Naomi Shaish
Mar 25, 2019 · 4 min read Part of the IAB Work Group Delivering App-Ads.txt to the Industry

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Great news for marketers who are clambering to take advantage of in-app advertising benefits including increased user engagement, higher click-through rates and better targeting. As an active IAB tech Lab member, has participated in the creation app ads.txt and will be among the first to implement this new industry standard across its direct network of app developers.

Advertisers buying’s in-app audiences will be able to authenticate that their ad buy is happening on a direct app publisher, creating a direct end-to-end transaction direct between buyer and seller that is secured against unauthorized resellers and domain spoofing fraud.

WTF is ads.txt?

In 2017, the Interactive Advertising Bureau (IAB) introduced technology that helped programmatic advertisers, publishers and vendors identify authorized digital sellers of ad inventory on the web. The framework, known as ads.txt, is a text file that lists all the partners authorized to sell a web publisher’s inventory. It has become the industry standard for programmatic buyers and sellers to transact against with widespread adoption amongst all key stakeholders on both sides of the transaction.

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Why does this matter? Ad fraud costs advertisers $8.2 billion annually, and web publishers lose big, too. Top publishers, like the New York Times and the Washington Post, lose up to $3.5 million daily. There are two common types of fraud that ads.txt can help both advertisers and publishers avoid:

  • Spoofing: When a “bad guy” spoofs a popular publisher’s site and gets advertisers to buy impressions that look like, say, the New York Times — when the inventory is actually coming from some obscure site or worse yet is bot generated.
  • Unauthorized reselling: Also called arbitraging and rebrokering, unauthorized reselling of inventory happens when a third-party sells ad space without the publisher’s permission. This usually results in publishers not getting paid market price for their inventory.

Ads.txt makes it clear who is authorized to sell publishers’ inventory and who isn’t, providing much-needed transparency for the industry. While this technology has helped both advertisers and publishers avoid fraud on the web, there hasn’t been a solution for in-app ads until recently.

App-ads.txt is now out of Beta

In November 2018, the beta version of app-ads.txt became available, doing for apps what ads.txt does for web. As part of the working team that defined and built out the spec for app-ads.txt alongside the IAB Tech Lab, has been a longtime champion of an ads.txt for apps. Now out of beta, the company is excited at the positive impact it had on the web will be mirrored within the in-app ecosystem.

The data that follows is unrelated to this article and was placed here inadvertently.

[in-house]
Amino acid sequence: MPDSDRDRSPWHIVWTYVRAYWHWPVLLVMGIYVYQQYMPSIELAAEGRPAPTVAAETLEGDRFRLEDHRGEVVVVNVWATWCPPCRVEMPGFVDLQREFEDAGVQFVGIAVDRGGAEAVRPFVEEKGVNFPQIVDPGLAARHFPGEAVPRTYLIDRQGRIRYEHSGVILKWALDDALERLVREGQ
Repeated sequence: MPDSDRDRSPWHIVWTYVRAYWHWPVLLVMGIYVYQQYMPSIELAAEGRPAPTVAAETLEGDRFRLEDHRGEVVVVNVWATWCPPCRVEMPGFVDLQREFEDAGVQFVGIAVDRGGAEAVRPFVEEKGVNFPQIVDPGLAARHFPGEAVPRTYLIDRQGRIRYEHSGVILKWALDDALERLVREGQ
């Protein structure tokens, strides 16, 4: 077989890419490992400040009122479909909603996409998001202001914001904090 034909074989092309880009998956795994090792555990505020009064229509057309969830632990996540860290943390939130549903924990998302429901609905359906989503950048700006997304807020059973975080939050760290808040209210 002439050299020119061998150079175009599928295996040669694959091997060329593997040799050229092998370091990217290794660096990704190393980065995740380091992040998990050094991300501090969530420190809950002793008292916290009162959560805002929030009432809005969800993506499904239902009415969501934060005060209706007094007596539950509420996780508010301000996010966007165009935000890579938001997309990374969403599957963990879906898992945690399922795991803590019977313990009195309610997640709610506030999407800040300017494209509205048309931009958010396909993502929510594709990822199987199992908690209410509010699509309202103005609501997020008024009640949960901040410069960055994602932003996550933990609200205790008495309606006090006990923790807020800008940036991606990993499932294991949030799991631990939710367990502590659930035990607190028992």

“We’re reaching the end of an important collaboration on this new standard,” said CEO Stephen Caffrey, who, together with his team, contributed to the app-ads.txt working group. He continued, saying, “App-ads.txt will create a cleaner, more efficient marketplace for buyers and sellers providing real value to the ecosystem, and it will remove those that don’t. That’s something the whole app industry should get behind”.

With the public release now available, will be among the first app-only SSPs to integrate this technology standard with its direct publisher partners.

What Does App-ads.txt Mean for App Publishers?

Embracing app-ads.txt will have clear monetary benefits for app publishers. In fact, at some point in 2019, using it will be the only way to effectively monetize inventory as adoption of the standard becomes as widespread among app publishers as it did for web publishers in 2017 and 2018.

Practically speaking, implementing the file will prevent inventory from being spoofed and eliminate unauthorized reselling of inventory. This will lead to an uptick in revenue as reassured buyers are able to verify the source of the inventory.

In order to take advantage of app-ads.txt, app publishers must authorize sellers of their in-app inventory by registering the URL hosting the app-ads.txt file on the Google Play store and publishing an app-ads.txt file with authorized seller information.

What Does It Mean for Programmatic In-App Ad Buyers?

Because publishers and buyers don’t interact face-to-face, app-ads.txt allows programmatic ad buyers to automatically verify approved sellers before bidding on a request. This gives programmatic buyers the confidence and control to purchase in-app inventory from authentic vendors authorized to sell the inventory on behalf of the publisher.

Be Among the First to Experience This Industry First

As part of the team that developed this framework for apps, is uniquely positioned to show how this new standard can be used to improve your advertising goals, whether you are an advertiser or in-app publisher.

displayio connects brands with viewable in-app audiences.

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